Luke 5
Vincent's Word Studies
And it came to pass, that, as the people pressed upon him to hear the word of God, he stood by the lake of Gennesaret,
Pressed (ἐπικεῖσθαι)

Lit., were laid upon.

To hear

The A. V. is correct according to the reading τοῦ ἀκούειν, which it follows. The true reading is καὶ ἀκούειν, and heard. So Rev.

He stood (αὐτὸς ἦν ἑστὼς)

The pronoun distinguishes him from the crowd which pressed upon him: he on his part stood. Render the participle and finite verb as Rev., was standing.

Lake (λίμνην)

An illustration of the more classical style of Luke as compared with Matthew and Mark. They and John also use θάλασσα, sea. See on Matthew 4:18.

And saw two ships standing by the lake: but the fishermen were gone out of them, and were washing their nets.
Ships (πλοῖα)

Used of vessels in general. Some texts read πλοιάρια, a diminutive form, meaning little boats.

Were washing

From the sand and pebbles accumulated during the night's work. Luke uses four different words for washing or cleansing: πλύνω, here, see also Revelation 7:14; ἀπομάσσω, of wiping the dust from the feet, only at Luke 10:11; ἐκμάσσω, of the woman wiping Christ's feet with her hair, Luke 7:38, Luke 7:44; ἀπολούω, of washing away sins, Acts 22:16; λούω, of washing the prisoners' stripes and the body of Dorcas, Acts 16:33; Acts 9:37. The reading ἀποπλύνω is rejected by the best texts, so that ἀπομάσσω is the only one peculiar to Luke. All the words were common in medical language.

And he entered into one of the ships, which was Simon's, and prayed him that he would thrust out a little from the land. And he sat down, and taught the people out of the ship.
Thrust out (ἐπαναγαγεῖν)

Rev., put out. The special nautical word for putting out to sea.

Taught (ἐδίδασκεν)

The imperfect. He continued the teaching he had begun on the shore.

Now when he had left speaking, he said unto Simon, Launch out into the deep, and let down your nets for a draught.
Launch out

Rev., put out. The singular number, addressed to Peter as master of the craft.

Let down (χαλάσατε)

The plural, addressed to the whole of the boat's crew. Originally, to slacken or loosen, as a bowstring or the reins of horses; hence to let sink as a net. Also of unbarring a door. Metaphorically, to be indulgent, to pardon. The word occurs in the New Testament seven times, and five of these in Luke. He uses it of letting down Paul in a basket at Damascus (Acts 9:25); of striking a ship's sails, and of letting down a boat into the sea (Acts 27:17, Acts 27:30). Matthew, Mark, and John use βάλλω, or ἀμφιβάλλω, for casting a net (Matthew 4:18; Matthew 13:47; Mark 1:16; John 21:6), which appears also in the compound noun for a casting-net (ἀμφίβληστρον, see on Matthew 4:18). The word used by Luke was in common use in medical writings, to denote relaxation of the limbs; loosening of bandages; abatement of sickness; letting herbs down into a vessel to be steeped.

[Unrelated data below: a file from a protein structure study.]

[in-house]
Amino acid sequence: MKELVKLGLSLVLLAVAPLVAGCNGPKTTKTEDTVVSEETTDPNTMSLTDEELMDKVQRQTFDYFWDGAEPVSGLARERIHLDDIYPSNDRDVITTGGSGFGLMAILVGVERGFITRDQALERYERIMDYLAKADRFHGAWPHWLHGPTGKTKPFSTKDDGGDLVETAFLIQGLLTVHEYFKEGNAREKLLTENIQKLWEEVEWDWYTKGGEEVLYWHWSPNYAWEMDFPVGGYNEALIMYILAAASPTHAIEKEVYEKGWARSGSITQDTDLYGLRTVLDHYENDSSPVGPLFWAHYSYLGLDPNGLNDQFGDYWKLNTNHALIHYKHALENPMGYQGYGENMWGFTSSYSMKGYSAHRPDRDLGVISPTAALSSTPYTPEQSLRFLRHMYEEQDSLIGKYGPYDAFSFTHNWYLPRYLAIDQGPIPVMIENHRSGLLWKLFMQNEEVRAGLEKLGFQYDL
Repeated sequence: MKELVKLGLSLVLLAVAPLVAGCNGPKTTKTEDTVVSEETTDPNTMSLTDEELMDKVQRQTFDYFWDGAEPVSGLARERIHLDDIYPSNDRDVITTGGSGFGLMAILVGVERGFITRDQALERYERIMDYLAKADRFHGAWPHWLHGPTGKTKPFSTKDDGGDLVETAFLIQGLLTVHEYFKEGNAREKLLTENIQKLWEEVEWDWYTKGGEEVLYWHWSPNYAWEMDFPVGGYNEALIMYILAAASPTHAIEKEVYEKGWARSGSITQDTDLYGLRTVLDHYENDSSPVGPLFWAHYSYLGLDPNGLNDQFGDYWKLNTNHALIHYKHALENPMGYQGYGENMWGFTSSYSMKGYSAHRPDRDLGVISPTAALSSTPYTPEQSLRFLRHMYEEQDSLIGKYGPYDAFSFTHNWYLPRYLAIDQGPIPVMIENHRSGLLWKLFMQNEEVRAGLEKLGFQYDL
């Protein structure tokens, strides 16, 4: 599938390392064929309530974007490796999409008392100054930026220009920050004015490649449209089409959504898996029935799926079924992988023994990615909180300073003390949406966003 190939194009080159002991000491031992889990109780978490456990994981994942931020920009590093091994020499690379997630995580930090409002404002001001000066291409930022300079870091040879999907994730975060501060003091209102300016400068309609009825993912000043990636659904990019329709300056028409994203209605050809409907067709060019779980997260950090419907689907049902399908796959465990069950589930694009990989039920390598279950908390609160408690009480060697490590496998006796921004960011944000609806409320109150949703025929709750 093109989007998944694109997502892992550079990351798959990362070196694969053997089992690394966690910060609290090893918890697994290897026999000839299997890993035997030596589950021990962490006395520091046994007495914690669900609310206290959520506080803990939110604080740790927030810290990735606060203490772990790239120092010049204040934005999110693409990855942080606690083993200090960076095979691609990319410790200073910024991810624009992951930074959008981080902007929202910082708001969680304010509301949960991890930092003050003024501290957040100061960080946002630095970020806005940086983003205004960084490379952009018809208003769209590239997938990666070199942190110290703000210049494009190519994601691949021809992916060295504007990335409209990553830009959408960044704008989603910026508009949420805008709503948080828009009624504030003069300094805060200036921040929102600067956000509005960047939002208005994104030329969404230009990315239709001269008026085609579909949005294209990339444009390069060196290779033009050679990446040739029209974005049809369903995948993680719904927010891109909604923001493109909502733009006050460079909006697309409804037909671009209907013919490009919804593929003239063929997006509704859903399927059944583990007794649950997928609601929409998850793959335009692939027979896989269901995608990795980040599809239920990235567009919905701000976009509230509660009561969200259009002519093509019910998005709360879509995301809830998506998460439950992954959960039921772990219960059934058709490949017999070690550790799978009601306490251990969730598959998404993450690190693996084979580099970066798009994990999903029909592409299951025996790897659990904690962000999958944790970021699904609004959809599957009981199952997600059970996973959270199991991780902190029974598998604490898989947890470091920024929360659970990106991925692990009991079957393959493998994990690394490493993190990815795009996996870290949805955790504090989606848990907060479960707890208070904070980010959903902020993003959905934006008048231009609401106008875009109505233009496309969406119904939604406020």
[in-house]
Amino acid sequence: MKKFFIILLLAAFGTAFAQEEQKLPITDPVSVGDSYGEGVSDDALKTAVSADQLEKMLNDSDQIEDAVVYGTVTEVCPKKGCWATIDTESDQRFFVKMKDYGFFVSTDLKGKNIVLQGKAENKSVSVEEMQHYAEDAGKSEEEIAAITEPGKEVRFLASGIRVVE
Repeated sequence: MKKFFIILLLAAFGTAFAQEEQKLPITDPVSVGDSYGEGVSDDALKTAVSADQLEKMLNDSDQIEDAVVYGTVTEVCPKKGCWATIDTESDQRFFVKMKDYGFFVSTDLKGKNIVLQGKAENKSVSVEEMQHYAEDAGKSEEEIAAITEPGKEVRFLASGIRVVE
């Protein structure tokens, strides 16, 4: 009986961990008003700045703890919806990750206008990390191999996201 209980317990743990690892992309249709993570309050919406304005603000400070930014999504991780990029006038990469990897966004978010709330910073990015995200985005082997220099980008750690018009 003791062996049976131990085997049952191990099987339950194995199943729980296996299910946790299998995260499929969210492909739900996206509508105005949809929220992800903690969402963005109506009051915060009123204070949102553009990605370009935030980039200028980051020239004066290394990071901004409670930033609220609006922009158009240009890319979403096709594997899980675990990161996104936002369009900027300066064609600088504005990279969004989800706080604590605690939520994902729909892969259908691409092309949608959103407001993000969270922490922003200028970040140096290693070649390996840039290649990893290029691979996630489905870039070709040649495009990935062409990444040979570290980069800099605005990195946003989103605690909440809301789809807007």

And Simon answering said unto him, Master, we have toiled all the night, and have taken nothing: nevertheless at thy word I will let down the net.
Master (ἐπιστάτα)

Used by Luke only, and always with reference to Jesus. He never uses Rabbi, as John especially. Wyc., commander.

Toiled (κοπιάσαντες)

From κόπος, suffering, weariness; and therefore indicating exhausting toil.

At thy word (ἐπί)

Relying on: on the ground of.

The net (δίκτυον)

A general term for a net, whether for fish or fowl. See on Matthew 4:18. Some, as Rev., read τὰ δίκτυα, the nets.

Brake (διεῤῥήγνυτο)

Some texts read διερήσσετο, from the later form of the verb. The difference is unimportant. The A. V. fails to give the force of the imperfect, were breaking, as Rev.; or even better, possibly, began to break. Trench suggests were at the point to break. The word occurs also at Luke 8:29; Acts 14:14, and only twice beside in the New Testament. Luke alone uses the two compounds περιῤῥήγνυμι, of rending off clothes (see on Acts 16:22), and, προσρήγνυμι to beat violently (Luke 6:48, Luke 6:49). See on those passages. All the words occur in medical writings.